The basic purpose of the Thanksgiving holiday—celebrating the harvest and other blessings of the past year—is reasonable and relatively simple for most of us, most of the time, to get behind. We might argue about the holiday’s history or practices, but it would seem strange to proclaim, “Giving thanks for good things in life is wrong.”
While perhaps we don’t need a “feasting day” to remind us to practice gratitude daily, maybe it would be beneficial to think about what we mean when we say “Thank you.”
One way to do that is to trace the roots of the English word “thank,” which stems from the Latin word tongere (tong- means “think”) and translates loosely to the expression “I will think of (or remember) what you have done for me.”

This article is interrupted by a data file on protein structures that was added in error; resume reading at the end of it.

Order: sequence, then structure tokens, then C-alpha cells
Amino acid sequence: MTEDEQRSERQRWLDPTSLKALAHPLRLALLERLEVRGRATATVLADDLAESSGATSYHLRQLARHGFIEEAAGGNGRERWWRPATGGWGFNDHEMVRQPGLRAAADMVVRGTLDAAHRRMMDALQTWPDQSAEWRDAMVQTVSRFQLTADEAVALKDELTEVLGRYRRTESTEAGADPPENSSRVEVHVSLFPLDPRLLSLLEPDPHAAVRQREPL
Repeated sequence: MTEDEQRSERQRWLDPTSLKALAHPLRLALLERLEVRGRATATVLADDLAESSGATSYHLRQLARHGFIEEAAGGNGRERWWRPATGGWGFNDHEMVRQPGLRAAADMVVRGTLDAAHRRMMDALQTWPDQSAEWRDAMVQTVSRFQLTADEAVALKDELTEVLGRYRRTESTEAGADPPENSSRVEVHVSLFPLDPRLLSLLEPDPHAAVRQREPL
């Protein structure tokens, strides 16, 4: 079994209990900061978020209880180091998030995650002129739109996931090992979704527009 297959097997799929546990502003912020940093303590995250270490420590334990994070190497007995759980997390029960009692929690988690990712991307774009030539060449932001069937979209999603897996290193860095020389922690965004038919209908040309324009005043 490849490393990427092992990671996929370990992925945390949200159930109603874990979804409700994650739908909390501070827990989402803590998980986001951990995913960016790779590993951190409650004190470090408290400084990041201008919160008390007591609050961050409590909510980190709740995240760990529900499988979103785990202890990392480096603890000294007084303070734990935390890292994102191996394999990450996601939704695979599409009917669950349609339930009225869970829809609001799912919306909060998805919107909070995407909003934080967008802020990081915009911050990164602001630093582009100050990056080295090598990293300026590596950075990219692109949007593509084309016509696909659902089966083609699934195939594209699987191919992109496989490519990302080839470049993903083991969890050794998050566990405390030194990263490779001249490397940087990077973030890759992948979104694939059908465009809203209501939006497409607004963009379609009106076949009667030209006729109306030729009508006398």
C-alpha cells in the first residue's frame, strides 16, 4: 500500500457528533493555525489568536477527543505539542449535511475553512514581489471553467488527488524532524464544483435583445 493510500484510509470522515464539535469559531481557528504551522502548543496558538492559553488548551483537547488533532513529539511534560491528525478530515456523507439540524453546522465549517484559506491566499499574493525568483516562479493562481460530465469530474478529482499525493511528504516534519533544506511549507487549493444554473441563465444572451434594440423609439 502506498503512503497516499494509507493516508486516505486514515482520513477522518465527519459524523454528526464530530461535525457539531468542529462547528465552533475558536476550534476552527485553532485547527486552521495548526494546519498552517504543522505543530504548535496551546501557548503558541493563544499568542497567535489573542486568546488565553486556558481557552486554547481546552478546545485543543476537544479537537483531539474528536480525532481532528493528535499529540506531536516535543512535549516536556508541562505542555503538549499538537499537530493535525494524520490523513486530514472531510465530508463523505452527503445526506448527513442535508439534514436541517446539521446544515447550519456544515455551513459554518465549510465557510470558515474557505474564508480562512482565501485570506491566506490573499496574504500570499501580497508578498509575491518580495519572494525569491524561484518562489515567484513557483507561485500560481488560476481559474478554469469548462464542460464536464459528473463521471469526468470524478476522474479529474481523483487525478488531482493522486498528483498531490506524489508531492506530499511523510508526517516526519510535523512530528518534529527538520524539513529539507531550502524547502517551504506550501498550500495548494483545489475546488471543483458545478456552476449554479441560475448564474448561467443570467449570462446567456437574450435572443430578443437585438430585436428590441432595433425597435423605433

So saying thanks ties together past, present and future. We recognize a past action, and we promise to hold on to that memory, whether or not we repay it in kind.
To take it another step, when we thank another person directly, we create or reinforce a human connection. We acknowledge the other person’s presence and importance. A beneficial action, to be sure.
Person-to-person gratitude is far from the only type—we might thank a higher power or a person who has died, for example—but it has possibly the most immediate and visible effects. Think of a time when someone reached out to say thank you for something you did and you’ve never forgotten it.
We at the Enterprise thank you for reading our weekly papers and our website and for sharing your letters and columns. In the original spirit of thanks, we will remember what you have done for us throughout the coming year and beyond.